A Reinvention of the Game That Started it All
Issue   |   Wed, 09/19/2012 - 01:12
Image courtesy of thegeektrench.files.wordpress.com
Though they have improved tremendously from the original and are used effectively in the gameplay, Black Mesa’s visuals and voice acting are still its two flaws.

If you’re a fan of video games, specifically PC games, you most likely have played Half Life. If you haven’t, it’s a sci-fi first person shooter released in 1998 by Valve, and one of the most important video games in history. Here’s the short version: you play as Gordon Freeman, a physicist in a high tech protective suit, who survives a freak accident in the Black Mesa research facility that results in extra-dimensional creatures infesting the complex. You then fight your way out with a variety of scavenged weapons. It may not sound like much, but at its time the game was revolutionary for introducing a lot of game design elements now taken for granted in first person shooters, including an emphasis on immersion. The entire story is told through your eyes, with no cut scenes and minimal screen clutter. It also ushered in a massive game community that would modify Half Life to create entirely new games, many of which would go on to be massively popular in their own right (the original Counter Strike, for example).

The fruitful culmination of eight years of labor from talented and dedicated fans, Black Mesa is a complete recreation of the original Half Life, rebuilt in the Source game engine that powers modern Valve games like Half Life 2, Portal and Left 4 Dead. When it was announced, the massive undertaking was met with skepticism. At several points, the project was presumed canceled. Who would be surprised that an amateur reconstruction of an entire game would be scrapped? Yet Black Mesa was released last Friday, and though incomplete, it is a surprisingly polished piece that more than does the original justice.

The game begins with you taking in the sights of the Black Mesa Research Facility as you travel in a monorail car. The creators take the opportunity to flex some muscle in recreating this scene from the original game, showing off the highlights of the technical improvements of the Source engine, including impressive outdoor desert environments, dynamic indoor lighting and realistically moving construction machines. The graphical improvements are most obvious when looking at the human characters. The Source engine has always lent itself well to creating visually pleasing, if not necessarily photo-realistic, people. Where the models in the original somewhat resembled paper cut outs, the characters of Black Mesa appear, move and emote realistically. In particular, characters who play major parts in Half Life 2 but appeared as generic models in the first game are recreated with visually distinct models — a nice touch that helps this version seamlessly connect the original and the sequel.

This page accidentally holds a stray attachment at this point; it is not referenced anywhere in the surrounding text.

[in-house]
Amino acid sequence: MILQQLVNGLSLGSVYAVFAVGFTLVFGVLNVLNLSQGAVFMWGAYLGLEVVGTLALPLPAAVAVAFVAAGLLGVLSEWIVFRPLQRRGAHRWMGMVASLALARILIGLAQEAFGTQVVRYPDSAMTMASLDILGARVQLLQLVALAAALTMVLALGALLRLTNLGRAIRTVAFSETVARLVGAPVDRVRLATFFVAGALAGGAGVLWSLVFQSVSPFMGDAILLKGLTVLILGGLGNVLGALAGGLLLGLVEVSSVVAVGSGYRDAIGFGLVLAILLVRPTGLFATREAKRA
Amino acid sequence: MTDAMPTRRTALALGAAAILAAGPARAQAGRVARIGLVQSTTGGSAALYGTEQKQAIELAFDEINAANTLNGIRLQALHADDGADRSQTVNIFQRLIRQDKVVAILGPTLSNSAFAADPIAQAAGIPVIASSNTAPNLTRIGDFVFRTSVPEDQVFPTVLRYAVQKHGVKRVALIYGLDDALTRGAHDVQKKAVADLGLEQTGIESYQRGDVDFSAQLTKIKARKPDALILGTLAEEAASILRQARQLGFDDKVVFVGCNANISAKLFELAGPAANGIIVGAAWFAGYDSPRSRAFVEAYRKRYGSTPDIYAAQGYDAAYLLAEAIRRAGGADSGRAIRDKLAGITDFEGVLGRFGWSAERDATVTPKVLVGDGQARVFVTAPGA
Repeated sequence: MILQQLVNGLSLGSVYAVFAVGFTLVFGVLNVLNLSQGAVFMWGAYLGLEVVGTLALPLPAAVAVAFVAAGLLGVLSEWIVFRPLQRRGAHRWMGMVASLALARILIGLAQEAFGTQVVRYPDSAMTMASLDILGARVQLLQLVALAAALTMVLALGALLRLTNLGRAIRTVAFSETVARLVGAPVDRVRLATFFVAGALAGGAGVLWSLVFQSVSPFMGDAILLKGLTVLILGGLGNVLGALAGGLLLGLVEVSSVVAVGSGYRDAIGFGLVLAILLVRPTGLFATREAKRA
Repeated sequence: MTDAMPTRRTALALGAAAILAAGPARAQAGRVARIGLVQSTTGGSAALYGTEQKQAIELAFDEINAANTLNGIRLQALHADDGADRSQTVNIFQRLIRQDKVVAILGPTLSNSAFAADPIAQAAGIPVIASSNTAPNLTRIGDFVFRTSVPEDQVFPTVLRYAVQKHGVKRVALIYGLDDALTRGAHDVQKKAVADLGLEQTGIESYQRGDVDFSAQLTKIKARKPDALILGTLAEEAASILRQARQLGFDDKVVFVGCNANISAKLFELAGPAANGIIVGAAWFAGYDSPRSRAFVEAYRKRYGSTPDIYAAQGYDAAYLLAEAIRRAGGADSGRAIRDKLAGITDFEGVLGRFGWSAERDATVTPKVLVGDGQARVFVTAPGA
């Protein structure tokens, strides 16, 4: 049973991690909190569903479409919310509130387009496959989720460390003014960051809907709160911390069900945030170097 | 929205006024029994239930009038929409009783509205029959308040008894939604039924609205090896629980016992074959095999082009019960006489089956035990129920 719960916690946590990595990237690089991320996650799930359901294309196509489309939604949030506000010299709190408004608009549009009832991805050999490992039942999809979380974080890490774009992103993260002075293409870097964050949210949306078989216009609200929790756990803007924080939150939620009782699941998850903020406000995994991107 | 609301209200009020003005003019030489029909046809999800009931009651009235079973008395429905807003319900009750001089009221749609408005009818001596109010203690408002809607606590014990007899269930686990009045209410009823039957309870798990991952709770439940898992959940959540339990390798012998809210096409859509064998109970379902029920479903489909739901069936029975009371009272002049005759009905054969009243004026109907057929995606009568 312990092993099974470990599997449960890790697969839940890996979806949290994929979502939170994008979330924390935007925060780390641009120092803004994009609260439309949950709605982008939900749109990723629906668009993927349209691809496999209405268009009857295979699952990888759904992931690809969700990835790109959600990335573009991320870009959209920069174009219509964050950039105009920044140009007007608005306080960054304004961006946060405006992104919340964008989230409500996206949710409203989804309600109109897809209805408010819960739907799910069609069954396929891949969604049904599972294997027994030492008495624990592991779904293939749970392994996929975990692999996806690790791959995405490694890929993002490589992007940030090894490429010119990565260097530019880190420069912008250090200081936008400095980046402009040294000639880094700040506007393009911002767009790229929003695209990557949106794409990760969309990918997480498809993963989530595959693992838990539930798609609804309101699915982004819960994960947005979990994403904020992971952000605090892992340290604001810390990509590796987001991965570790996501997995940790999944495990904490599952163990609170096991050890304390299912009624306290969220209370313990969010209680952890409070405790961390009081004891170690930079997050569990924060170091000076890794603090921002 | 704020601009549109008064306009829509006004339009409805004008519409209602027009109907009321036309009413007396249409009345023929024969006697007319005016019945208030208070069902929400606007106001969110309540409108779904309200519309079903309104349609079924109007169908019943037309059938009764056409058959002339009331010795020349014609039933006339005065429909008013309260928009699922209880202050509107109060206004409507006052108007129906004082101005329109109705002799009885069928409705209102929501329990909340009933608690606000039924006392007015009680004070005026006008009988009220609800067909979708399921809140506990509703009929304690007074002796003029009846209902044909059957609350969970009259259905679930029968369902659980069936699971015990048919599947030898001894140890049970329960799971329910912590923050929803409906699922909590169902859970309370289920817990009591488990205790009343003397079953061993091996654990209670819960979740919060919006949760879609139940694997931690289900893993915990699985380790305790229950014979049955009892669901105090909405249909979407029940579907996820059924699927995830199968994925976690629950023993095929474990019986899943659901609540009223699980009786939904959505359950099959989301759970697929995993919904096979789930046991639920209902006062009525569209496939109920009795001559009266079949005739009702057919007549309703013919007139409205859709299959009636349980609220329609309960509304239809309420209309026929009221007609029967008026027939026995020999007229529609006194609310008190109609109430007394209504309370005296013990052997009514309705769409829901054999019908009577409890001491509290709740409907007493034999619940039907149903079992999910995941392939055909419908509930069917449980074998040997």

Unfortunately, the voice acting for these characters is one of the few flaws in this game, and where otherwise polished production show some amateur scuffs. While the voices are crisp, and clearly professionally recorded, the actual acting ranges from serviceable to cartoonish to outright bad. Admittedly the original game lacked stellar voice acting, but it would have been nice for this recreation to update the voice acting as well as the graphics. In regards to the graphics, while the game undeniably looks better than its inspiration, I must admit that the Source engine’s graphics are beginning to look dated. Valve has implemented several new technologies into the engine over the years to keep it looking somewhat fresh and up-to-date, including advanced lighting techniques, water shaders and the like, but these tricks only do so much to improve a game engine that is roughly eight years old. Black Mesa looks good, but it won’t necessarily ‘wow’ you unless you’re comparing it to Half Life (in which case, admittedly, it will blow your mind).

The developers have done an astonishing job of faithfully recreating the levels from the first game, down to some extremely minute details such as the placement of books and switches. Personally, I did not expect the aliens, which were mostly absent in the sequels and thus had to be remodeled from scratch, to be of such high quality. One scene, featuring a gargantuan, unstoppable alien chasing you through a tunnel, felt a lot more tense and pulse pounding with the updated graphics and physics, as cars explode and pieces of metal go flying. The improved presentation really does add to the immersion, both for high adrenaline action, as well as for stealth sections where you’re trying to ambush the enemy. Complex lighting and shadows reinforce the lone-survivor atmosphere, and the puzzles are greatly improved by the advanced physics that have become the signature feature of the Source engine (Yes, puzzles! It’s not just shooting!). In addition, the soundtrack for this game is a fantastic update to the lackluster music from the original game, and illustrates a marriage of both talent and polish.

For those who have played the original Half Life, Black Mesa holds few surprises, but that’s a good thing. After all, their goal was to update one of the greatest games out there, and they succeeded. Well, almost. The developers have yet to recreate Xen, an alien world that comprises the last 15-20 percent of the original game, although it will be released later. Regardless, Black Mesa is an incredible update to a historic game and is absolutely free: there’s no reason not to play this labor of love. If you played the original, prepare for a nostalgic treat. If you didn’t, just play it. Stop thinking about it and do it.

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